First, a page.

- 7.8 knots/15.9 nautical miles (beat/close reach from Burlingame/SFO to Sausalito, with the tide)
- 6.5 knots/9 nautical miles (spinnaker run from Peninsula Pt to Marin Islands)
- 6.5 knots/25 nautical miles (close reach from Mile Rock to Half Moon Bay)

Some photos of the Tiki 21, from around the world. Thanks to all who own and love these dynamic craft. I hope to be joining some of you soon:


robert.ditterich said...

You will have some fun with that!
One of our sons has been slaving away for a couple of years in a shed up north building a Wharram. He loves them, and has done since he was a teen.

doryman said...

Which son is that Rob? And what size cat is he building? Does he post on-line about it? Now you have me curious.
A friend of mine, Louie Brochetti, built constant camber hulls for Jim Brown back in the day. In recent years, since we've become gunkholing buddies, I've asked him about the possibilities for multihulls as Inside Passage cruisers.

He has vehemently insisted they are not for close quarters, only open ocean sailing. But in the last two years, the Race to Alaska (R2AK) has proven my theory... multihulls can work well around here. Reports of windward performance in heavy seas are very discouraging, but in the summer months, we more typically see very light winds and avoid rough conditions when we can.

Curtis (cpcanoesailor at yahoo.ca) said...

Congratulations! I've watched several small Tikis from the Salish Sea show up on craigslist and then disappear again. They're one foot too long for my boat club, otherwise I might very well own one myself.

doryman said...

Good to hear from you, Curtis. How's that proa coming along? I thought I'd make it to Montague this month, but it looks like a bust for me at this point.
Is the club rating for waterline or LOA? As a designer and builder, these questions plague me. I can see how either issue can be circumvented, unless the rules say a Tiki 21 can never be a Tiki 20. As a reputable restorer, I can see the quandary - a person shopping for a Tiki 21 might be put off by a Tiki 20 with a truncated stem and stern. At any rate, the difference of a foot would be a marginal difference in performance, especially when dealing with two hulls. If it's a matter of LOA, the waterline could be retained and only aesthetics might suffer.

Bursledon Blogger said...

Michael, great boat I've been interested in small multihulls for years but never got around to owning one (yet). It all started with this account back in the 1980's of a trip from UK to Russia.


These days I think a small cat or tri would make an excellent dayboat for getting around the Solent and Chichester harbour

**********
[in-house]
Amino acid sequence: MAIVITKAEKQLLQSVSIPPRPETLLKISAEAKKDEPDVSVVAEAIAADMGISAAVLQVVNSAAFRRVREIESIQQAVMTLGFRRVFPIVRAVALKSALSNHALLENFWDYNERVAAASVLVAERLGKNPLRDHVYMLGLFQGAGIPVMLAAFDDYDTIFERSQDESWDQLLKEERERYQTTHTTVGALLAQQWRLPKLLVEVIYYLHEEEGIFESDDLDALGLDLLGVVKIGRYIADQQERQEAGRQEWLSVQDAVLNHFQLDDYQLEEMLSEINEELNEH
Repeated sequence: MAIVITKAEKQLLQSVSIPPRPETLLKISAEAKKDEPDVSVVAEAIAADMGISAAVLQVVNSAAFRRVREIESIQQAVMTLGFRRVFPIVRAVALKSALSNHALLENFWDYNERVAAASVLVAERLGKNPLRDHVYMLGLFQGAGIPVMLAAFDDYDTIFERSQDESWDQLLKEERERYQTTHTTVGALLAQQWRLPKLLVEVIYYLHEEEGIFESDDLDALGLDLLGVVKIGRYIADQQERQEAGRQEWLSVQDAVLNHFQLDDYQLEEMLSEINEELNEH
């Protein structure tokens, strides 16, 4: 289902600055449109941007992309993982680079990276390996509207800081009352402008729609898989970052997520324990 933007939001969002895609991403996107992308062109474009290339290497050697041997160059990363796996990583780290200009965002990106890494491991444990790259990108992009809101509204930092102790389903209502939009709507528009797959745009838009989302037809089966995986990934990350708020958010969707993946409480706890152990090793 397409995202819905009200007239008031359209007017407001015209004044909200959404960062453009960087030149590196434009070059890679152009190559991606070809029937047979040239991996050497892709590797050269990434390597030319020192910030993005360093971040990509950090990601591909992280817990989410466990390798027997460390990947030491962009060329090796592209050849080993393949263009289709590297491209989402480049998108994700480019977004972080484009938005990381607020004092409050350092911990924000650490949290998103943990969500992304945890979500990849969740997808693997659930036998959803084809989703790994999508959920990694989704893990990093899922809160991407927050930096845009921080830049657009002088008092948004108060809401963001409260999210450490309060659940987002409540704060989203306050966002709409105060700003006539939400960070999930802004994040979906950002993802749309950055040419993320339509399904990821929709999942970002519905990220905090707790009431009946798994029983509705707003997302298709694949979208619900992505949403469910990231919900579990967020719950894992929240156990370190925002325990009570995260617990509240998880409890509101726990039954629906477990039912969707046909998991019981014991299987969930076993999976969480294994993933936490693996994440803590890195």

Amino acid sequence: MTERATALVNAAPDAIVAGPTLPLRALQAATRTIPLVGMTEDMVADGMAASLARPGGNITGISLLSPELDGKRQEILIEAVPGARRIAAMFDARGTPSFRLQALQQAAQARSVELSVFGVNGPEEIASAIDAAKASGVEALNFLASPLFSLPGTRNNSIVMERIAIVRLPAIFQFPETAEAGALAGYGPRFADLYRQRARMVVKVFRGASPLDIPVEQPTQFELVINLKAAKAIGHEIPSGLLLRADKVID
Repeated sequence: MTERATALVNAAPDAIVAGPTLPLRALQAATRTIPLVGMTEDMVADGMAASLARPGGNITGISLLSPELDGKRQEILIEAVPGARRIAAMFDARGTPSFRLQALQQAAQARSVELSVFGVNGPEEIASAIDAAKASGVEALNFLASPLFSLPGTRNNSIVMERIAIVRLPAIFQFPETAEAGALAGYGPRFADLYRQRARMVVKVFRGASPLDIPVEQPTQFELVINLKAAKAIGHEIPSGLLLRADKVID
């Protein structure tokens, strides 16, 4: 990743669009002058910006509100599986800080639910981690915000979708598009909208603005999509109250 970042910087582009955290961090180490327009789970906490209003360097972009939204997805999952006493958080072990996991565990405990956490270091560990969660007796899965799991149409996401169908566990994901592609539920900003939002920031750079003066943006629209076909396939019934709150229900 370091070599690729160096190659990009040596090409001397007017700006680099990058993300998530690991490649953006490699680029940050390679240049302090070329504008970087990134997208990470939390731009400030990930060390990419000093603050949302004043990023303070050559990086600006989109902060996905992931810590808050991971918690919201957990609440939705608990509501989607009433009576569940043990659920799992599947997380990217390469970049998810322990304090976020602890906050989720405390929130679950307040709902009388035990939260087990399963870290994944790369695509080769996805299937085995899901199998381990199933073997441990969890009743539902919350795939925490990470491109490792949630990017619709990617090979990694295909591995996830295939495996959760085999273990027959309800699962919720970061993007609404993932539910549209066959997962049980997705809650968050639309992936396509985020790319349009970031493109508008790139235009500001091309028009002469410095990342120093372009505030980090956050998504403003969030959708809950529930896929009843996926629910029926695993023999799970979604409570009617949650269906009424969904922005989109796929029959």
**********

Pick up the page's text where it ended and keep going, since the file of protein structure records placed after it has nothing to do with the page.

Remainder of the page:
Look forward to hearing how you get on.


doryman said...

Max, it's interesting how closely our thoughts wander. Yes, I said wander, because, at least in my case ideas and dreams seem to come alive of their own volition. I did imagine that I might build a cat of similar size and often looked at Richard's designs because for a given size, he offers the most room. This Wharram is a minimalist vessel and I hope to never try and sleep in one of those coffins - I'll wrap myself in a tarp first.
Since this boat showed up unexpectedly and was purchased impetuously, I had not planned to launch it this year. But already it calls to me.

Fore and Aft Surveyors said...

Did you read about the NZ man in January who sailed his Tiki 21 from Oz to NZ with his 6 year old daughter? It got a lot of media attention as there was a custody dispute over the daughter.


doryman said...

These little cats seem very versatile. People have done amazing things with them. That's why I'm so intrigued.

Anonymous said...

Wow, did your mom say you could keep it?

Looks exciting. What is the cabin space like in size and layout?

doryman said...

Basically two coffins attached by three sticks. We'll see if that can be improved. I can't wrap my head around the possibility of sleeping in one of those hulls.

Brandon Ford said...

Aloha Doryman, I can see why you like the design: two skinny dories lashed together. I like the design too. There was a Tiki 21 in our anchorage at Mala Wharf. Named "Son Tiki,"" the couple who owned it sailed it a lot, usually with one or more guests. They would sail it on and off the mooring just fine.

Anyway, good find. Have fun with it.


doryman said...

You got that right, mate. Ancient designs had a lot in common.

This is a game balancer. Now I can keep up with my friends with much bigger boats.